FARMERS, who largely have not received fair prices for their produces for years, are now floundering in problems caused by the COVID-19 emergency and natural disaster such as prolonged flooding that have disrupted not only their activities but have also constrained the marketing of their produces and products and affected the crop farming cycle. Farmers could not cultivate the aman crop in more than a third of the areas that have faced flooding since June and in low-lying central areas that are still inundated. While fish farms have been washed away during the flood, with the investment having already disappeared, livestock resources are in a difficult situation because of an acute shortage of fodder. Vegetable growers and poultry and dairy farmers have also been hit hard because of a disruption in the supply chain. The livelihood of more than half of the population is directly or indirectly related to agriculture, which accounts for about a quarter of the gross domestic product. About four-fifths of the farmers are small-scale growers and a majority of them do not have adequate access to land and do not have enough money to grow crops, which makes them highly dependent on loans and forces them to sell their products and produces to money lenders in advance.
Experts believe that farmers have never been so much distressed as many of them might never get back to farming unless the government helps them with cash aid and other incentives such as loans on low interest. Experts also believe that such a situation is a reason to be worried about because unless the farmers are able to get back in harness, food security could face some challenges. The Department of Agricultural Extension in the data it has released centrally has not given any indication of the distress and, rather, said that it was only 0.5 per cent behind its aman farming target while the farming of vegetables, aus, jute and maize have exceeded expectations. But the agency’s Rangpur divisional office says that 83,000 hectares of land targeted for aman farming have still been unused although the season has almost been over. The agricultural ministry in the middle of August said that flooding had destroyed aman crop worth Tk 3.8 billion, with initial damage in agriculture said to have been estimated at Tk 13.23 billion when about a quarter million farmers in 37 districts have been affected. The official data are said not to have considered losses to be resulting from late aman farming. Such a situation also speaks of inadequacy in the assessment of losses, which the government should immediately attend to.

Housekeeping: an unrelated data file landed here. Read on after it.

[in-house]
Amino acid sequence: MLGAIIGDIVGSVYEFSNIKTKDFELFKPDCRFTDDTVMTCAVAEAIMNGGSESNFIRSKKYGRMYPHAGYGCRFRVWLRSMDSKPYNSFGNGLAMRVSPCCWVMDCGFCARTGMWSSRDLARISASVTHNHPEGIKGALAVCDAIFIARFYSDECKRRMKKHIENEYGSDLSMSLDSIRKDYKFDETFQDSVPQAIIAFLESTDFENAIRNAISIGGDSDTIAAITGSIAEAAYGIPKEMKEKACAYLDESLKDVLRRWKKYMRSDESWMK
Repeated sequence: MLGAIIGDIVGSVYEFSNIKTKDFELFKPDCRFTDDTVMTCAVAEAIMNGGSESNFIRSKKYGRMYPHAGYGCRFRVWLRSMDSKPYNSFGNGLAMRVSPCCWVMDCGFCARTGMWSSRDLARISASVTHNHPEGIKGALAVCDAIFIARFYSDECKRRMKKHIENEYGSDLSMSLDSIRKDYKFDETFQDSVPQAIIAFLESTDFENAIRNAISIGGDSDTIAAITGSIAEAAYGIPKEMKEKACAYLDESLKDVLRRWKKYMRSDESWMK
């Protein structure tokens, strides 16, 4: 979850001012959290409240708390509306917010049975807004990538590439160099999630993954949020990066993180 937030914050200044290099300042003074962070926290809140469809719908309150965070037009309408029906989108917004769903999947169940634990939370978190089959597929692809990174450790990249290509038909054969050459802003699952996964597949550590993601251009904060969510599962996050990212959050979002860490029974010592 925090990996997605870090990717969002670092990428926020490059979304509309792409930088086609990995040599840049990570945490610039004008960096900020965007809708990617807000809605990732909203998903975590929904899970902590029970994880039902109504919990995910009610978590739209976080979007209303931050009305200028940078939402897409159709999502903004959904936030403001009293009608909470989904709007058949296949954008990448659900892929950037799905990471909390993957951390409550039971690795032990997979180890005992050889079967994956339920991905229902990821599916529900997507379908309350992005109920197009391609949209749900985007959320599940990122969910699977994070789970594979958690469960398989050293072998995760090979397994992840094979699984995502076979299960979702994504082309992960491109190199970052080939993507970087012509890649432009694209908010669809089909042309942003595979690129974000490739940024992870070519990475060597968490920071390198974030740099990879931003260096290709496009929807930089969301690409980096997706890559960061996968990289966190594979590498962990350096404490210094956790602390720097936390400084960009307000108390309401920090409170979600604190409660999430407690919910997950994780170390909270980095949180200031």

There has so far been no cash aid for farmers but for Tk 195 billion for distribution to farmers at 4 per cent interest to help them to recover from the COVID-19 crisis. The government, in the first of a series of economic measures to cope with the emergency, earlier announced a package of Tk 50 billion for export-oriented industrial sectors at a service charge of only 2 per cent. There is, therefore, no reason for the government not to announce a favourable package of cash aid in grant and loans for a large number of farmers to cope with not only COVID-19 fallout but also other issues that have put them in such a difficulty. The government must immediately deal with the issue.
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